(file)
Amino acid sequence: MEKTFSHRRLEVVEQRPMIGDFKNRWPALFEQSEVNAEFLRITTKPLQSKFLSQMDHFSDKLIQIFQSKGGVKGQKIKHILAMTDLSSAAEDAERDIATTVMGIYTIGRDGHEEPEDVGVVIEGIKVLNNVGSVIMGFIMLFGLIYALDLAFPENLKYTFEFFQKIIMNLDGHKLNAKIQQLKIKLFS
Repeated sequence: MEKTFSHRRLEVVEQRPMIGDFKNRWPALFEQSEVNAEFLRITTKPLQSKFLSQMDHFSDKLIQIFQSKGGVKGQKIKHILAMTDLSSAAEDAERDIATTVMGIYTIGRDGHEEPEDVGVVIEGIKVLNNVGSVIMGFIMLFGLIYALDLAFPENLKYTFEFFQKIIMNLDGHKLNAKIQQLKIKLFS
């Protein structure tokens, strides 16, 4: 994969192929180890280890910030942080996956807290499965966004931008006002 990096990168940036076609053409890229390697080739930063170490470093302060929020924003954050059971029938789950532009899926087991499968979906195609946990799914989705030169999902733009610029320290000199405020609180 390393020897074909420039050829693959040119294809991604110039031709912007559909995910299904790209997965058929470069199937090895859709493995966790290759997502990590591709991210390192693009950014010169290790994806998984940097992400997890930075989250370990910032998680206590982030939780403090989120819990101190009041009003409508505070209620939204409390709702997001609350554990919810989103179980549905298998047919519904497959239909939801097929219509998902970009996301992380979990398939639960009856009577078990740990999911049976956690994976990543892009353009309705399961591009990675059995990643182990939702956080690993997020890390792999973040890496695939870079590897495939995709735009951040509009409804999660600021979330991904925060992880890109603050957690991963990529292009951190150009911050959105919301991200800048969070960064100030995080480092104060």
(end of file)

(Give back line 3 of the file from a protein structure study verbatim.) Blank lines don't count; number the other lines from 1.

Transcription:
């Protein structure tokens, strides 16, 4: 994969192929180890280890910030942080996956807290499965966004931008006002 990096990168940036076609053409890229390697080739930063170490470093302060929020924003954050059971029938789950532009899926087991499968979906195609946990799914989705030169999902733009610029320290000199405020609180 390393020897074909420039050829693959040119294809991604110039031709912007559909995910299904790209997965058929470069199937090895859709493995966790290759997502990590591709991210390192693009950014010169290790994806998984940097992400997890930075989250370990910032998680206590982030939780403090989120819990101190009041009003409508505070209620939204409390709702997001609350554990919810989103179980549905298998047919519904497959239909939801097929219509998902970009996301992380979990398939639960009856009577078990740990999911049976956690994976990543892009353009309705399961591009990675059995990643182990939702956080690993997020890390792999973040890496695939870079590897495939995709735009951040509009409804999660600021979330991904925060992880890109603050957690991963990529292009951190150009911050959105919301991200800048969070960064100030995080480092104060």